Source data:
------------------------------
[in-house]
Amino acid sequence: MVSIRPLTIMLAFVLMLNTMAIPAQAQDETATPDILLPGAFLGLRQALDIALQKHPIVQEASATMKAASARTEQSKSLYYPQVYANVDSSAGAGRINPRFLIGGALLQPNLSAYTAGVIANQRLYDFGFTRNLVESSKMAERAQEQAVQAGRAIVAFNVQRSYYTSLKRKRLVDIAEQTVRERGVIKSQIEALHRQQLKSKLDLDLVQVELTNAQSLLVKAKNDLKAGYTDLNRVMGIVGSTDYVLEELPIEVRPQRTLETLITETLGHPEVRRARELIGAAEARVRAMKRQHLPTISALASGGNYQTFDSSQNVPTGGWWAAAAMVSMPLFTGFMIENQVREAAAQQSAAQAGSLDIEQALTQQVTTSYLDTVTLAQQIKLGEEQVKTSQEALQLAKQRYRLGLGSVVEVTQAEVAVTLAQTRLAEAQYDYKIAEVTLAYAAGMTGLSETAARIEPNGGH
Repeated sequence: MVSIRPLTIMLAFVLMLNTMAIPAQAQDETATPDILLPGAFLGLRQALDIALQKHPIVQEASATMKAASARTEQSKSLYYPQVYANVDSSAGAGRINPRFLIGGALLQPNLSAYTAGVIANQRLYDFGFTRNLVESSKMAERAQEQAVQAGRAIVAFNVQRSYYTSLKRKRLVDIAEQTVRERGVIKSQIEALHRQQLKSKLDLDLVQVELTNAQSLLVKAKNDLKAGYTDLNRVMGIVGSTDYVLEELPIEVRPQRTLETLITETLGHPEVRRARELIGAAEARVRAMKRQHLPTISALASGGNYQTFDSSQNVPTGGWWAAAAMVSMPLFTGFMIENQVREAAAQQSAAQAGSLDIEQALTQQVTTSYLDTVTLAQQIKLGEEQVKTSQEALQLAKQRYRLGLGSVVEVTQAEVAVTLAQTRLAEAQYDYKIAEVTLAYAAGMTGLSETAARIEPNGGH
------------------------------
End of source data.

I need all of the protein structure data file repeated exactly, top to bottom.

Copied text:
[in-house]
Amino acid sequence: MVSIRPLTIMLAFVLMLNTMAIPAQAQDETATPDILLPGAFLGLRQALDIALQKHPIVQEASATMKAASARTEQSKSLYYPQVYANVDSSAGAGRINPRFLIGGALLQPNLSAYTAGVIANQRLYDFGFTRNLVESSKMAERAQEQAVQAGRAIVAFNVQRSYYTSLKRKRLVDIAEQTVRERGVIKSQIEALHRQQLKSKLDLDLVQVELTNAQSLLVKAKNDLKAGYTDLNRVMGIVGSTDYVLEELPIEVRPQRTLETLITETLGHPEVRRARELIGAAEARVRAMKRQHLPTISALASGGNYQTFDSSQNVPTGGWWAAAAMVSMPLFTGFMIENQVREAAAQQSAAQAGSLDIEQALTQQVTTSYLDTVTLAQQIKLGEEQVKTSQEALQLAKQRYRLGLGSVVEVTQAEVAVTLAQTRLAEAQYDYKIAEVTLAYAAGMTGLSETAARIEPNGGH
Repeated sequence: MVSIRPLTIMLAFVLMLNTMAIPAQAQDETATPDILLPGAFLGLRQALDIALQKHPIVQEASATMKAASARTEQSKSLYYPQVYANVDSSAGAGRINPRFLIGGALLQPNLSAYTAGVIANQRLYDFGFTRNLVESSKMAERAQEQAVQAGRAIVAFNVQRSYYTSLKRKRLVDIAEQTVRERGVIKSQIEALHRQQLKSKLDLDLVQVELTNAQSLLVKAKNDLKAGYTDLNRVMGIVGSTDYVLEELPIEVRPQRTLETLITETLGHPEVRRARELIGAAEARVRAMKRQHLPTISALASGGNYQTFDSSQNVPTGGWWAAAAMVSMPLFTGFMIENQVREAAAQQSAAQAGSLDIEQALTQQVTTSYLDTVTLAQQIKLGEEQVKTSQEALQLAKQRYRLGLGSVVEVTQAEVAVTLAQTRLAEAQYDYKIAEVTLAYAAGMTGLSETAARIEPNGGH